From our private database of 28,700+ case briefs...
Schurz Communications, Inc. v. Federal Communications Commission
United States Court of Appeals for the Seventh Circuit
982 F.2d 1043 (1992)
In the 1970s, the Federal Communications Commission (FCC) (defendant) implemented the financial interest and syndication rule preventing network television stations from acquiring syndication rights in the programs the stations showed on their networks. Syndication involves licensing a hit television show to other networks to air as reruns. When the rule was implemented, there were only three major networks, ABC, CBS, and NBC, and these networks distributed shows to nearly 90 percent of the primetime viewing audience. Fearing that the networks would leverage their monopoly in one market, distribution, into a monopoly in another market, production of television programming, the FCC took action and implemented rules meant to protect smaller independent stations and to increase diversity. In the decades that followed, the situation changed dramatically. By 1992, the three major networks each purchased only 7 percent of available film programming, far less than in 1970. The networks were reaching only 62 percent of the primetime audience and Fox Broadcasting, a fourth network added to the fierce competition. In addition, there were five times as many independent stations as had existed in 1970. When the FCC took the rules under review and modified the syndication rule rather than repealing it altogether, Schurz Communication, Inc. (plaintiff) and other broadcasters sued the FCC. The new rules permitted networks to negotiate with producers for syndication rights but only 30 days after negotiating for the first run, which the networks argued was useless because negotiating the syndication rights up front was how financing was secured to produce a new program. The networks argued that the new rules decreased their market access to programs and actually harmed independent producers by limiting their market for the sale of their shows and by preventing them from sharing the risk of developing a new television show, which might not even be successful, with networks. The networks could only produce up to 40 percent of programs for their own networks, further hindering competition. The FCC did not address any of these arguments in its decision. It did not indicate how these arguments were not valid, or served its interest in promoting diversity, which it did not define, among producers, television stations, and programs.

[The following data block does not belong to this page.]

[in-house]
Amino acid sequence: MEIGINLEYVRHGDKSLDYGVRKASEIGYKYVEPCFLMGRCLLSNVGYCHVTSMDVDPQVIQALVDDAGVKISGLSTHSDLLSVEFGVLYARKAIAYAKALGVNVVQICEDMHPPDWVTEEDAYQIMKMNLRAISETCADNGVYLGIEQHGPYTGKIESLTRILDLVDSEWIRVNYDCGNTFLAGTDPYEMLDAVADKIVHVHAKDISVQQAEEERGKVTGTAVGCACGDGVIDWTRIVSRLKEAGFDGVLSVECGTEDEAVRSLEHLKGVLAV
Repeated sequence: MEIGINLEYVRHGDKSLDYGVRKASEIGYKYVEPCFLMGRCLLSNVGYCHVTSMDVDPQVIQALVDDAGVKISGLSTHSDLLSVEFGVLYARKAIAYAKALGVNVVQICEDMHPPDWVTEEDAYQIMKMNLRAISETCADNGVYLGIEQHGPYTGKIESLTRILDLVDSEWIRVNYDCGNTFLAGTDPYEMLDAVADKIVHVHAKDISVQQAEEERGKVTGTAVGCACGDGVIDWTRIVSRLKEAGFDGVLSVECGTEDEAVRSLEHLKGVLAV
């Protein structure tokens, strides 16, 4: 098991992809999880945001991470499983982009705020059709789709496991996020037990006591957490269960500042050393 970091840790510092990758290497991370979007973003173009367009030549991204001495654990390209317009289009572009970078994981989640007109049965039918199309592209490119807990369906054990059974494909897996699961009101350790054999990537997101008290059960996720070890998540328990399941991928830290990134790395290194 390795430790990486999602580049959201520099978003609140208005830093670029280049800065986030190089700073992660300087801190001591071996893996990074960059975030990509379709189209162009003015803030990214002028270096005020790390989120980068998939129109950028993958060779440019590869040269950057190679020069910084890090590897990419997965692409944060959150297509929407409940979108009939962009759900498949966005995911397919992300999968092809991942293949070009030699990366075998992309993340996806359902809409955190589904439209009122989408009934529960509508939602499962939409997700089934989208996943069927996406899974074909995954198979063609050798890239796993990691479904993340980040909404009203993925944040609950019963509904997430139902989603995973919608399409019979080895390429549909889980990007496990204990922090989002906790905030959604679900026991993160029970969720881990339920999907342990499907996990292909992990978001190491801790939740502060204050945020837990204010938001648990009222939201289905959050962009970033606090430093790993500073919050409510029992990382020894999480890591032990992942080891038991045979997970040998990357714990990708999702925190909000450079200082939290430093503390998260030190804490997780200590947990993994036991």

Rule of Law
Holding and Reasoning (Posner)
What to do next…
Unlock this case brief with a free (no-commitment) trial membership of Quimbee.
You’ll be in good company: Quimbee is one of the most widely used and trusted sites for law students, serving more than 546,000 law students since 2011. Some law schools—such as Yale, Berkeley, and Northwestern—even subscribe directly to Quimbee for all their law students.Unlock this case briefRead our student testimonials
Learn more about Quimbee’s unique (and proven) approach to achieving great grades at law school.
Quimbee is a company hell-bent on one thing: helping you get an “A” in every course you take in law school, so you can graduate at the top of your class and get a high-paying law job. We’re not just a study aid for law students; we’re the study aid for law students.Learn about our approachRead more about Quimbee
Here's why 546,000 law students have relied on our case briefs:
- Written by law professors and practitioners, not other law students. 28,700 briefs, keyed to 983 casebooks. Top-notch customer support.
- The right amount of information, includes the facts, issues, rule of law, holding and reasoning, and any concurrences and dissents.
- Access in your classes, works on your mobile and tablet. Massive library of related video lessons and high quality multiple-choice questions.
- Easy to use, uniform format for every case brief. Written in plain English, not in legalese. Our briefs summarize and simplify; they don’t just repeat the court’s language.